More than a month after looking overwhelmed in a much-worse-than-it-seemed 16-point loss at Ohio State, Maryland will go on the road Monday night having seemingly matured as a college basketball team.
While Pittsburgh (14-1 overall, 1-0 in Atlantic Coast Conference) is not nearly as highly regarded as the then-No. 5 Buckeyes, the raucous Petersen Events Center should be as tough of a road environment as the Terps will face in the conference this season. The Panthers have won 11 straight and 15 of their last 16 at home.
Buoyed by his team's three-game winning streak, and in particular its performance in Saturday's 77-61 home victory over Georgia Tech, Maryland coach Mark Turgeon believes the Terps will react a lot better to their third true road game than to their first — they also beat Boston College, 88-80, on the road Dec. 12 to open ACC play.
"We've been on the road a lot, even [a] neutral court to me is on the road, " Turgeon said after practice Sunday at Comcast Center. "I know it's not the same. This place is pretty special where we're going. I heard it's sold out, which is great. I'd like to think we'll be able to handle it.
"We finished the season last year a pretty good road team [beating Alabama in the National Invitation Tournament]. I know we're not last year's team, but we're starting to play better. We're handling the ball better, we're guarding better. I think we're ready. I know we won't roll over like we did [at Ohio State]."
In getting off to its first 2-0 start in the ACC since 2002-2003, Maryland (10-5) looked like a completely different team than it had for most of the season. The Terps committed a season-low six turnovers and had 16 assists. They finished 10 of 19 on 3-point shots, and held Georgia Tech to 38.3 percent shooting.
Maryland executed efficiently by going inside-out, and the Terps seemed to make good decisions with their shot selection, as well as their passing. Two players who have been prone to take quick shots, junior guard Nick Faust and sophomore guard Seth Allen, were particularly patient.
Despite hitting three straight 3-pointers, Faust passed up a wide-open 3-pointer from the right wing on what turned out to be the final possession of the first half because too much time was still left on the clock. Though the Terps didn't score, they better managed what had become a 14-point lead.
Later in the game, with Georgia Tech cutting what became a 20-point lead for Maryland to 12, Allen had a wide-open 3-pointer from the right wing. But instead of settling for a jumper despite still not being at full strength after missing the first two months with a broken foot, Allen drove and scored.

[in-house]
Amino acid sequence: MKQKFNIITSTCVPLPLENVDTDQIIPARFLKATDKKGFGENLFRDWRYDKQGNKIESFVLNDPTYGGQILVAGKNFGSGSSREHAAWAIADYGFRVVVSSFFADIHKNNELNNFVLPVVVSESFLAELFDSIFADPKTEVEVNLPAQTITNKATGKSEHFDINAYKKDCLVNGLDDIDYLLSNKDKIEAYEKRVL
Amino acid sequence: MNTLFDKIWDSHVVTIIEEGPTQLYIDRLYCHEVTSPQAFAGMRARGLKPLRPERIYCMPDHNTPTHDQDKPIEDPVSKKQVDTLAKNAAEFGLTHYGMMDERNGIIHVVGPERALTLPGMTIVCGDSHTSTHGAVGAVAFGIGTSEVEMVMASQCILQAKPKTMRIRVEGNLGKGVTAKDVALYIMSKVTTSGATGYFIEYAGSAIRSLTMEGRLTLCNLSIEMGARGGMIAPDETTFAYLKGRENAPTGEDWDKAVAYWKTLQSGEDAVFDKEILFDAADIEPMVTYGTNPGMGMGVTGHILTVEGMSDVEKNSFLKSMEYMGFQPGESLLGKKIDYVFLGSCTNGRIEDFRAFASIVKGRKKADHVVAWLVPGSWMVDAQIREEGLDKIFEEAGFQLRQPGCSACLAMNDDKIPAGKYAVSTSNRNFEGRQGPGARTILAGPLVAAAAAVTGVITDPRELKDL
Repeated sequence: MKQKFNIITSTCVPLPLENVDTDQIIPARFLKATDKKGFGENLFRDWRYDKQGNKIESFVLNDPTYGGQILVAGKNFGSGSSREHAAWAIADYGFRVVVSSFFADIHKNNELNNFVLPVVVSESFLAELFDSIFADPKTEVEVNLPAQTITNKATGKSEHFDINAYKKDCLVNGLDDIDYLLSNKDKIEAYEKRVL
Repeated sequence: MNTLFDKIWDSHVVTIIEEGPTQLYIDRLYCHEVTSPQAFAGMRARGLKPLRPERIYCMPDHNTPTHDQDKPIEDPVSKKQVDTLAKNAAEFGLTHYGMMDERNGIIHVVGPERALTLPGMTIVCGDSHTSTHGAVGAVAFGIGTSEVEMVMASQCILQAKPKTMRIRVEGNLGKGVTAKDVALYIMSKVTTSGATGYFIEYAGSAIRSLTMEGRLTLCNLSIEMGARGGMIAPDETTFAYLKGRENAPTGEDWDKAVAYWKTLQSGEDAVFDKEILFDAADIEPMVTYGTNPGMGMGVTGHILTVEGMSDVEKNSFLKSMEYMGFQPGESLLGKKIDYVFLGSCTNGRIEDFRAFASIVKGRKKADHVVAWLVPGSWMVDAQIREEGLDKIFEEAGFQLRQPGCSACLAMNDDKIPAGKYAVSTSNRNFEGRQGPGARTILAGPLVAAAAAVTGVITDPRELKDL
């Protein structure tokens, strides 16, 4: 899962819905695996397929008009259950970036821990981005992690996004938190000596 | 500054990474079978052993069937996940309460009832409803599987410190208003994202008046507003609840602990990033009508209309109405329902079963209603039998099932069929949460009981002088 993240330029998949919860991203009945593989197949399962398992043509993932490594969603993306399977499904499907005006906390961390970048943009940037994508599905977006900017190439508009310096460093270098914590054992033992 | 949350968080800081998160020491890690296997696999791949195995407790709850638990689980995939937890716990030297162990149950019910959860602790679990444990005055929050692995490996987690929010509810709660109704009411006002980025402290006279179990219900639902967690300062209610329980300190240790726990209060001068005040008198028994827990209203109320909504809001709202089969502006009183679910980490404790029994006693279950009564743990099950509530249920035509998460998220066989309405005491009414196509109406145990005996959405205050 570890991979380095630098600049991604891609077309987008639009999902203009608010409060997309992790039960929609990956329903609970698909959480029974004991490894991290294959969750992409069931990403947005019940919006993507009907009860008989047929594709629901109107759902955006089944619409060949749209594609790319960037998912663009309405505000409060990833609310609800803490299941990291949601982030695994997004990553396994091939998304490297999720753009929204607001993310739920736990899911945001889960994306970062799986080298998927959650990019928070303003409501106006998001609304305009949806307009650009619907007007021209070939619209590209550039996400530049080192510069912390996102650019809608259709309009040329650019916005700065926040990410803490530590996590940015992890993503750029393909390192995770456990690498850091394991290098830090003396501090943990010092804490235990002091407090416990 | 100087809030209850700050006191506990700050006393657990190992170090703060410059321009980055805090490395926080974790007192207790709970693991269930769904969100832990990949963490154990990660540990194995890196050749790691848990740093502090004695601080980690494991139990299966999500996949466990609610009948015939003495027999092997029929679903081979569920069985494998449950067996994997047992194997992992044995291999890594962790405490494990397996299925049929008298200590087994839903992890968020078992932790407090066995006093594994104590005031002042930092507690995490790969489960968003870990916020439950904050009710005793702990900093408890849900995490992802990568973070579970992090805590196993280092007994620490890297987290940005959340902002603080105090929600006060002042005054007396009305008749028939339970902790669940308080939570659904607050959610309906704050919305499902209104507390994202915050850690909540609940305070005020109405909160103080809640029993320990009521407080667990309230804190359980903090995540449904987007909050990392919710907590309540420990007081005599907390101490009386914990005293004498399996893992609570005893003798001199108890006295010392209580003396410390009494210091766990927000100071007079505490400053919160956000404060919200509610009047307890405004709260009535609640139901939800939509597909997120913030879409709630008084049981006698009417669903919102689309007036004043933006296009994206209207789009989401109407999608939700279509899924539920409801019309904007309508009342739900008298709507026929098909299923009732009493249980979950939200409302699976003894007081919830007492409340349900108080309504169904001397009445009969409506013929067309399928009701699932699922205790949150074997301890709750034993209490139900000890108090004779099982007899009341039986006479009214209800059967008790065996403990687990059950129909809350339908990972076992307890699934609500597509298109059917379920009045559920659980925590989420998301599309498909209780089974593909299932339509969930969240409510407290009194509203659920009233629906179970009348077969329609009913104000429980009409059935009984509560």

"I think everybody's decision-making is way better," Allen said Sunday. "Everybody is making better team decisions. Everybody is playing to win, nobody is playing for themselves. … As [assistant] coach Bino [Ranson] says, 'There's enough pie to go around for everybody.'"
It has been nearly a three-year struggle for Turgeon to finally get his team to react that way.
"All you can do is watch film and harp on them and scream at them every day about decision-making. At some point, they've got to make them," Turgeon said. "If I've said it once, I've said it 100 times, 'I can't sit over there and make every decision for you. You've got to make them, you've got to make better ones.' "
Turgeon said several times in the past week that Allen's return has not only added depth but also confidence and trust.
"I think it's a confidence thing, I think it's being more relaxed with more players around them," Turgeon said. "Hopefuly it continues. We've done different drills where they have to make decisions and they've gotten better at that. We had them running the steps for turnovers."
Looking toward the sharp bank of seats where a lot of the students sit for games, Turgeon said with a wry smile: "It's pretty steep over there. Maybe that helps."
Sophomore forward Charles Mitchell, who has chugged his 260-pound body up and down those steps a few times, said Sunday: "I think control and poise is always a great way to play. Starting inside-out is always good. Once you establish an inside game, that opens up a lot of outside shots for our guards."
Junior forward Evan Smotrycz has tried to get his teammates to play more under control and saw Saturday's performance as a big step. It was the fewest number of turnovers the Terps have committed under Turgeon, the most mistake-free performance for Maryland since the second round of the 2010 NCAA tournament.
"It's definitely the way we should play," Smotrycz said Saturday. "If we can keep the turnovers under 10, we'll definitely be tough to beat. We're beating teams with [committing] turnovers in the 20s and teens. If we can get more chances at the bucket, we'll be tough to stop."
Sophomore center Shaquille Cleare said: "We're tired of being that team that comes out slow and sloppy all the time. We're maturing right now, and we're continuing to grow. I think the guys have to stay humble, stay positive and listen to the coaches, and we're going to have a great season."
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